personal program

The Building

Matilda Mester, Tatjana Kononenko
Germany, Ukraine / 2019 / 93 min.
section: First Lights
World Premiere
Yellowing
The Hong Kong protests of 2014 known as the “Umbrella Revolution” were an expression of some people’s dissatisfaction with the restrictive interventions in local affairs by the Chinese government. The protestors, primarily young people, rejected the limitations on local autonomy made by the communist government. In his first-person participant documentary, director Tze-woon Chan and his hand-held camera become a part of events in the island city. Over the course of 20 chapters (or “memos”), the film’s young protagonists express their feelings and views of the revolution whose cruel historical momentum rolled right over them.“Hearts might change before China’s assumed complete takeover. But I made Yellowing to document the Umbrella Movement, in the hope that our initial intent and belief might be remembered and be reminded of.”

Yellowing

Tze Woon Chan
Hong Kong SAR China / 2016 / 133 min.
section: First Lights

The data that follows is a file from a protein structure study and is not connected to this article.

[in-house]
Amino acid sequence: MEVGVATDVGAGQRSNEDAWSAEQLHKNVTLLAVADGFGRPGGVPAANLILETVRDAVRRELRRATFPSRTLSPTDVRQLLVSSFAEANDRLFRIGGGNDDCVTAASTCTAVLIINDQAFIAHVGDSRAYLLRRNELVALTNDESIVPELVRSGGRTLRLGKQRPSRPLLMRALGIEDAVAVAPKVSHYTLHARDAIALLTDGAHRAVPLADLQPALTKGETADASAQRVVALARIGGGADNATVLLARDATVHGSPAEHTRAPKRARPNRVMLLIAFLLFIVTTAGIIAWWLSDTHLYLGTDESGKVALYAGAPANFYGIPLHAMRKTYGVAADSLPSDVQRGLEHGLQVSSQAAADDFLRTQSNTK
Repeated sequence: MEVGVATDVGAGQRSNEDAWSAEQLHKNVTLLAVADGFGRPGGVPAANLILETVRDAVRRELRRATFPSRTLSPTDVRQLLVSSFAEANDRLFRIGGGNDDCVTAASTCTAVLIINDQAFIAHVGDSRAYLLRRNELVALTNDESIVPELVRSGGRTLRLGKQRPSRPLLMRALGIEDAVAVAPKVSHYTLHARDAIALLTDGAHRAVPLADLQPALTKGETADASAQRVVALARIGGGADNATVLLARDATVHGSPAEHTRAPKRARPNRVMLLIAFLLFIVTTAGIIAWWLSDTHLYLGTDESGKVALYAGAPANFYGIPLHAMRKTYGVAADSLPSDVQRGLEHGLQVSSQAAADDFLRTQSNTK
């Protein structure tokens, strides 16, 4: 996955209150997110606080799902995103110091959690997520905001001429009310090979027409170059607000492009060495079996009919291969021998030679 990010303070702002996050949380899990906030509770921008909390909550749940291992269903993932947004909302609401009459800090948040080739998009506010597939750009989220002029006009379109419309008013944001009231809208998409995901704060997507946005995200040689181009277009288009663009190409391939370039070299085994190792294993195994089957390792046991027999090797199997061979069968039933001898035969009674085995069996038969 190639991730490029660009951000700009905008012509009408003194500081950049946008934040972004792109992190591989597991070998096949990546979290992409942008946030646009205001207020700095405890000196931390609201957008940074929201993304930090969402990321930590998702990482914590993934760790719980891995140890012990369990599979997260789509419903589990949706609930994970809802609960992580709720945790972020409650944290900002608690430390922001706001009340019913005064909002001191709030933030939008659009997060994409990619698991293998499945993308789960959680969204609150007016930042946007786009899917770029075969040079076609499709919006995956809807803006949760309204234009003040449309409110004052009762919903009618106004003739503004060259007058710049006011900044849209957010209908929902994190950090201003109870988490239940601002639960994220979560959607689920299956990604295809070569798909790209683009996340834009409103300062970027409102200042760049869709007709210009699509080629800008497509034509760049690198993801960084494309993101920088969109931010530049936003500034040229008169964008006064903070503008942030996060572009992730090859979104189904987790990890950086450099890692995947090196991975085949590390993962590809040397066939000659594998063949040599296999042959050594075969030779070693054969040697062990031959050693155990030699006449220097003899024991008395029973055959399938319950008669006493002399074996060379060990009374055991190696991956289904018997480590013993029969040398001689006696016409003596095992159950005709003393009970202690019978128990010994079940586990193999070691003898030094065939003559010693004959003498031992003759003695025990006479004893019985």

European Premiere
Helena's Law
Documentary filmmaker Petra Nesvačilová’s study of the famous “Berdych Gang” focuses on police officer Helena Kahnová, but she also interviews other actors in the case, including the accused and the convicted. The resulting film is a mosaic that says less about the case or its background than it does about the people who exist on the edge of the law, and about their thoughts and motivations. Nesvačilová herself comes into contact with the criminal underworld and becomes an actor in her own film. She must decide whether it is safe to meet certain people, which leads her to consider questions related to the essence of crime and of good and evil in general.“I thought I was shooting a portrait of a brave police woman, but in the end I found myself in places that I had always been afraid of and that I only knew from the movies. The underworld. And now I see that this underworld is all around us – sometimes very, very close.”

Helena's Law

Petra Nesvačilová
Czech Republic / 2016 / 80 min.
section: First Lights
World Premiere
God Straightens Legs
At the center of this observational documentary stands the director's mother, Renée, bedridden with an insidious disease. With respect for her mother’s devotional faith, the atheistic-minded filmmaker captures a woman who for religious reasons refused to undergo traditional chemotherapy and waits for a miracle between the walls of her bedroom . While outside the window of the woman's room life goes on day after day, the camera patiently follows the protagonist during her normal activities with which she whiles away the hours - watching TV, talking with friends, praying with a friend, meeting with nurses, as well as routinely cleaning the house."Dealing not only with the trauma of her diagnosis but also with societal reproach for her decision, I wanted to make a portrait of my mother without judgement, instead with empathy, curiosity and patience." J. Walinga